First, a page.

Olvin lives at home with his parents and two younger brothers. His father works long hours, and his mother, Ivania, runs a small business that Convoy’s Women’s Empowerment program helped her start. For them, the added support they receive from Convoy has been the glimmer of hope they desperately needed.

“Normally, we can’t give the kids gifts for Christmas,” says Ivania. “But this year, we will be able to give them gifts.”

Like many families, Olvin’s is looking forward to the Christmas season, because everyone is together and they attend church as a family. Ivania loves to prepare the holiday menu, which includes chicken, rice, potatoes, and bread.

“This year is going to be different from other years, though,” Ivania says. “This year, they will get new clothes for Christmas, and I can add a little something to the menu.”

As Convoy of Hope looks back on the last 25 years, we are humbled to be a part of empowering so many families and their communities. While many will struggle to keep food on the table this holiday season, Convoy of Hope continues to fight for the poor and suffering in hopes that families everywhere can “add a little something to the menu.”

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25 Stories That Shaped Convoy of Hope / Children's Feeding

Field Teams: Hope for a Sustainable Future

Convoy of Hope Field Teams come alongside communities and engage in work that helps them flourish. Teams from all over the U.S. work with the staff in several countries around the world to tackle projects that support Convoy’s various programs. These opportunities give volunteers the chance to offer hope and help in ways that not only affect the lives of one child or family, but the long-term trajectory of an entire community.

Since we began our Field Teams program in 2013, we’ve engaged more than 4,600 volunteers. These teams help in places like the Ngaramtoni Primary School in Tanzania, where teams serve kids who are in our Children’s Feeding program.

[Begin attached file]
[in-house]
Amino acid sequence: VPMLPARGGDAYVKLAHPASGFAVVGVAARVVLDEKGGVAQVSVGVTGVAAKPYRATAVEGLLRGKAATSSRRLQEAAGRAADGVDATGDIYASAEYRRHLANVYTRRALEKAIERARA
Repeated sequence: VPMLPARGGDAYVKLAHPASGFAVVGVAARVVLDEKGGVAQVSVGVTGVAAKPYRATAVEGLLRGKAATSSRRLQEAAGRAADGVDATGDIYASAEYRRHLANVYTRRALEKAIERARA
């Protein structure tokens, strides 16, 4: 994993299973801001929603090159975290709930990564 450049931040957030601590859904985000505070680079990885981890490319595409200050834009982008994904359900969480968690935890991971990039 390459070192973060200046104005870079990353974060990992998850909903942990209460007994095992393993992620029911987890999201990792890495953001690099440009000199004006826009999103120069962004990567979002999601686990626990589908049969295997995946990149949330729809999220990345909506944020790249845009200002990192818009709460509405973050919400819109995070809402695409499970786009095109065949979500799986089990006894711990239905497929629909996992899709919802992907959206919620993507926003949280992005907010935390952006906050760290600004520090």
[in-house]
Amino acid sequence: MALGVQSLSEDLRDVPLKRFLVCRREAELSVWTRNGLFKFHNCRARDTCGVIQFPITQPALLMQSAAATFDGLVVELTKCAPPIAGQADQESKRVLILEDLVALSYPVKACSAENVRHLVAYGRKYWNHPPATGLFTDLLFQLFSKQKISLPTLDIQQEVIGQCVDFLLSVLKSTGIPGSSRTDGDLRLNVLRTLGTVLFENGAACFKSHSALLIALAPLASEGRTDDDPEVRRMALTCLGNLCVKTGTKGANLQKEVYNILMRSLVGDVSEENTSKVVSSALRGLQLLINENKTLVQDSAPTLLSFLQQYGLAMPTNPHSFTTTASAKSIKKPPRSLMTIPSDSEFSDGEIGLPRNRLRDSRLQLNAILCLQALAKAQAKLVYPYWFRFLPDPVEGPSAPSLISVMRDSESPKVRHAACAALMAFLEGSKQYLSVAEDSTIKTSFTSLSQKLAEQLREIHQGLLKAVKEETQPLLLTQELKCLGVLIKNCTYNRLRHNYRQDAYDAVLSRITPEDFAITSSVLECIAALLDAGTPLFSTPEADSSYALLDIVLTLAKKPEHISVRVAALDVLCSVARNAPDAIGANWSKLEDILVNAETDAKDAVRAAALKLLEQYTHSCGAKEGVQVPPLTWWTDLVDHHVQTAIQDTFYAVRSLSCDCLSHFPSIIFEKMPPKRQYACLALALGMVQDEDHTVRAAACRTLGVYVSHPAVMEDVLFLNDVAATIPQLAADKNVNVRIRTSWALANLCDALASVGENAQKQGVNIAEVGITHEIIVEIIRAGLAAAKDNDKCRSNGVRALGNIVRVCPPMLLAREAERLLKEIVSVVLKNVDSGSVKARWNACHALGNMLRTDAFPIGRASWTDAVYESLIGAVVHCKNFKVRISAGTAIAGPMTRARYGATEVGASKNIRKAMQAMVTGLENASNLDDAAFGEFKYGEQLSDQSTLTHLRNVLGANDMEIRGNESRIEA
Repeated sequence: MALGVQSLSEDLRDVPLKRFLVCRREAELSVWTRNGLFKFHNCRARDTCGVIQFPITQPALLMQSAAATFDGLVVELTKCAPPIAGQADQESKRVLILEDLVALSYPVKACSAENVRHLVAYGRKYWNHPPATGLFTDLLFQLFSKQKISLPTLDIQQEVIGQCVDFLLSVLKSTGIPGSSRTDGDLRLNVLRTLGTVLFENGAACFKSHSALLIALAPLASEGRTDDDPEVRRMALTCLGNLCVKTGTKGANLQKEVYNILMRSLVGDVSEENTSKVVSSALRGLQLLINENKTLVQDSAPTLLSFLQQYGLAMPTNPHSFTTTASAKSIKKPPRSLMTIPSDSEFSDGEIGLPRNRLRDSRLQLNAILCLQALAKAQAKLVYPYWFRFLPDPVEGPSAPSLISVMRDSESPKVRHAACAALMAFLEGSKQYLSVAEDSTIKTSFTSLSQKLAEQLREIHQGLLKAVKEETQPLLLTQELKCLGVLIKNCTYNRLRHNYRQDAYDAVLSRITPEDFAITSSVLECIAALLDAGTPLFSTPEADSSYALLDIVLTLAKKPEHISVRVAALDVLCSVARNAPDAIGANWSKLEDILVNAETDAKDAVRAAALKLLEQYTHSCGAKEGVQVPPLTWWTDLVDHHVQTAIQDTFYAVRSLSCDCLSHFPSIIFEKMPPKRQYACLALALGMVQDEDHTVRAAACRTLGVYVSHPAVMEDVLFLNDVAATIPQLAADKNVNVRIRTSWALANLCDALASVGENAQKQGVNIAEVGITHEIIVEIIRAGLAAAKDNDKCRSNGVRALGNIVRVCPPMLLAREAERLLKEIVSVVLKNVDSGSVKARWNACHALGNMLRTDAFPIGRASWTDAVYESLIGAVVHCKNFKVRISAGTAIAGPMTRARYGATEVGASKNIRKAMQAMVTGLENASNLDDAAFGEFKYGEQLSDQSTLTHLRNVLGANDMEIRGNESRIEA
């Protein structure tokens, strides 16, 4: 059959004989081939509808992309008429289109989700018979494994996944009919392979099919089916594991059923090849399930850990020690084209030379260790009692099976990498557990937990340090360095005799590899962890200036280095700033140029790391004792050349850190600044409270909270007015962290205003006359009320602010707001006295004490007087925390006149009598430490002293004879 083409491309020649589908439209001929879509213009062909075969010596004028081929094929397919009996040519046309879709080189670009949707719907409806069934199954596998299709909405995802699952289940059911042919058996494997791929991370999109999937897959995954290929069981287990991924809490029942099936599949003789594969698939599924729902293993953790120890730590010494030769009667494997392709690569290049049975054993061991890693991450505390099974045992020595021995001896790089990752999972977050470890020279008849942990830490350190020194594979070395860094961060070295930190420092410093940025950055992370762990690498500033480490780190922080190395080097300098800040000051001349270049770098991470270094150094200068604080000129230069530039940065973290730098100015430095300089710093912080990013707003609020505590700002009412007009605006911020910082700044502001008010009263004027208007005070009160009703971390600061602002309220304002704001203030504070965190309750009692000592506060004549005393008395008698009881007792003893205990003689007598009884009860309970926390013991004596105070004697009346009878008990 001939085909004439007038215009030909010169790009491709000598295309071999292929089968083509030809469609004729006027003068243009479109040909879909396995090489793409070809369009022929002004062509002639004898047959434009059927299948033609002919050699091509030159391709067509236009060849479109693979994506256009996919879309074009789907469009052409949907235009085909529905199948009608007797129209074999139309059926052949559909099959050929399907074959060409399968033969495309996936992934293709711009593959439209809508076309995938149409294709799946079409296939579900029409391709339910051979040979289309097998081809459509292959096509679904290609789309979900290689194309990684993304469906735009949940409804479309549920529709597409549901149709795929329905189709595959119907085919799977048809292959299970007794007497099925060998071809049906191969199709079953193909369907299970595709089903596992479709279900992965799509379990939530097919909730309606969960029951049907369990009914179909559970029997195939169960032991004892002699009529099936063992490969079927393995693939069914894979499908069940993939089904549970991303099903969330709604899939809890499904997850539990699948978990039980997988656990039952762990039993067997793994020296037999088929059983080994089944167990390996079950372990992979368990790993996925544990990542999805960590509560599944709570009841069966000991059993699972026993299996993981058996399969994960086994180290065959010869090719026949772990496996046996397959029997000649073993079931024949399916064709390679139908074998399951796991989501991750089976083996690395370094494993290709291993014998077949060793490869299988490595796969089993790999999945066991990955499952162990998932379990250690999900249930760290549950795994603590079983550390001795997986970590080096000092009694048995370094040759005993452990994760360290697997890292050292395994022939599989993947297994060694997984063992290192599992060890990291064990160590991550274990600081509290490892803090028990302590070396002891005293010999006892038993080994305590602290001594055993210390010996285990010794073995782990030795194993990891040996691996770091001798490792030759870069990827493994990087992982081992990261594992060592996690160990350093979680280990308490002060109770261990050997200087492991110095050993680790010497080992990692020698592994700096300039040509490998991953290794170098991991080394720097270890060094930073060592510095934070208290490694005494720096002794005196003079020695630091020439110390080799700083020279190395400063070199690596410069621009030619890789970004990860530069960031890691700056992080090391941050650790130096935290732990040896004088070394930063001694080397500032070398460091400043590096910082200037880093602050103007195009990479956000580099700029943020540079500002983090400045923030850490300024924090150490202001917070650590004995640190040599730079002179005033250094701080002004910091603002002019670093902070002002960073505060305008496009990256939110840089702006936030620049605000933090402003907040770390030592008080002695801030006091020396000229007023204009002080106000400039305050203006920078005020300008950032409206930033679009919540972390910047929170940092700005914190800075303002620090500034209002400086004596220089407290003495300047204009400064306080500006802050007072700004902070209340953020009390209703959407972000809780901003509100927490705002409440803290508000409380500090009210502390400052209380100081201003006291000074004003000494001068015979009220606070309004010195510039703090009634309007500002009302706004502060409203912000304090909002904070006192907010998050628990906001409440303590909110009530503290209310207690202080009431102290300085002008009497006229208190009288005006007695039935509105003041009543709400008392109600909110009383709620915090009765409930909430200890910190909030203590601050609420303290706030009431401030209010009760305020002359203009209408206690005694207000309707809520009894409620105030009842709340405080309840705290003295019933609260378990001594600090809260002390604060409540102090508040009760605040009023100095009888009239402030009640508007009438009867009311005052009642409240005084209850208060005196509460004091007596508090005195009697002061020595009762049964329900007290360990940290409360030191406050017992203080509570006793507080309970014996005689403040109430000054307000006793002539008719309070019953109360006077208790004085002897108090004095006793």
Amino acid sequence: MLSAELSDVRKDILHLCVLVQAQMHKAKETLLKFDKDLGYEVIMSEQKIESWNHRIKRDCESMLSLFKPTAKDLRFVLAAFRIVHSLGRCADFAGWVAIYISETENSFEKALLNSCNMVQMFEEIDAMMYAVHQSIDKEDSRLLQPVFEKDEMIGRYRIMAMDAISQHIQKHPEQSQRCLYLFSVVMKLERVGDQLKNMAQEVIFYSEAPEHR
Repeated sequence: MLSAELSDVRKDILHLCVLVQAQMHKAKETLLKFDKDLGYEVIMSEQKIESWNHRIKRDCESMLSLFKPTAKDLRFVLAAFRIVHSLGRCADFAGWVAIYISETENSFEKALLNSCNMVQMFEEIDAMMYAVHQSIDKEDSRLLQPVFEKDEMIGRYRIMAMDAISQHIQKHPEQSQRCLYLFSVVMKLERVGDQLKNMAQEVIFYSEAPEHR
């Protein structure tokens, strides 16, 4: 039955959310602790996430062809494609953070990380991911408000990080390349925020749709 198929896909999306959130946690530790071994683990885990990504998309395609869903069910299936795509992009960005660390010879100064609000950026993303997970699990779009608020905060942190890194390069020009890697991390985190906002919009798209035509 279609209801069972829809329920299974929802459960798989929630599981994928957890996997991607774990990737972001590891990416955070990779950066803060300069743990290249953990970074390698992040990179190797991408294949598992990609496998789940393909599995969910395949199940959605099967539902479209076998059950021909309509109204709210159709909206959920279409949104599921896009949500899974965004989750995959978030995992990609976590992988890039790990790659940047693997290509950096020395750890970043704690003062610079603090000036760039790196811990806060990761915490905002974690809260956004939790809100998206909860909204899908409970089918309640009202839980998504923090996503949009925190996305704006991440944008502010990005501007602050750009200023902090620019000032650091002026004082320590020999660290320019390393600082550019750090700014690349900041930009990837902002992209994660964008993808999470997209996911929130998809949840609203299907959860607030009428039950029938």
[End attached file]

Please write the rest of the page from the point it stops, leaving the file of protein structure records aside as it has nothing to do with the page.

According to Jackie Brawner, a Field Team volunteer leader who worked in this area of Tanzania, teams began working with the school by offering kids lunch every day and helping clear brush so they could build greenhouses. Jackie’s church, Bonita Valley Community Church, even funded two greenhouses for the school to grow their own food for lunch. The school can now sell any extra food they grow at the market to purchase other foods as well, which diversifies their students’ diets. 

With the help of Field Teams, we hope that one day this community will be thriving without need of our help. 

“I love that Convoy of Hope is focused on sustainability,” Jackie says. “We are able, as a team, to go into the places where Convoy of Hope is working and continue the work. And when we leave, because of the established programs they have there, the projects will be continued.” 

Since Convoy entered Ngaramtoni, we’ve held community meetings, helped identify income generating opportunities, addressed hygiene and sanitation issues, empowered mothers to do business, and taught students gardening techniques. The school is now poised to harvest and sell more than 10 metric tons of tomatoes per year, which will fund the lunch program in the future.

“Working with Convoy of Hope Field Teams is the greatest blessing of my life,” says Jackie. “To be boots on the ground and to see the work and effort that Convoy of Hope is doing to feed people and change lives is a priceless experience. On a Field Team, there will be guaranteed laughter and tears. You cannot come back the same. They are truly trips of a lifetime.” 

Already in 2019, 46 Field Teams have served in 10 different locations, from Moldova to the Mississippi Delta. These incredible volunteers have helped with numerous projects around the world in support of our mission — providing help and hope to people who need it most. 

Visit convoyofhope.org/fieldteams to learn more about Field Teams.

 

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25 Stories That Shaped Convoy of Hope / Agriculture / Children's Feeding / Field Story / Join the Convoy / Volunteering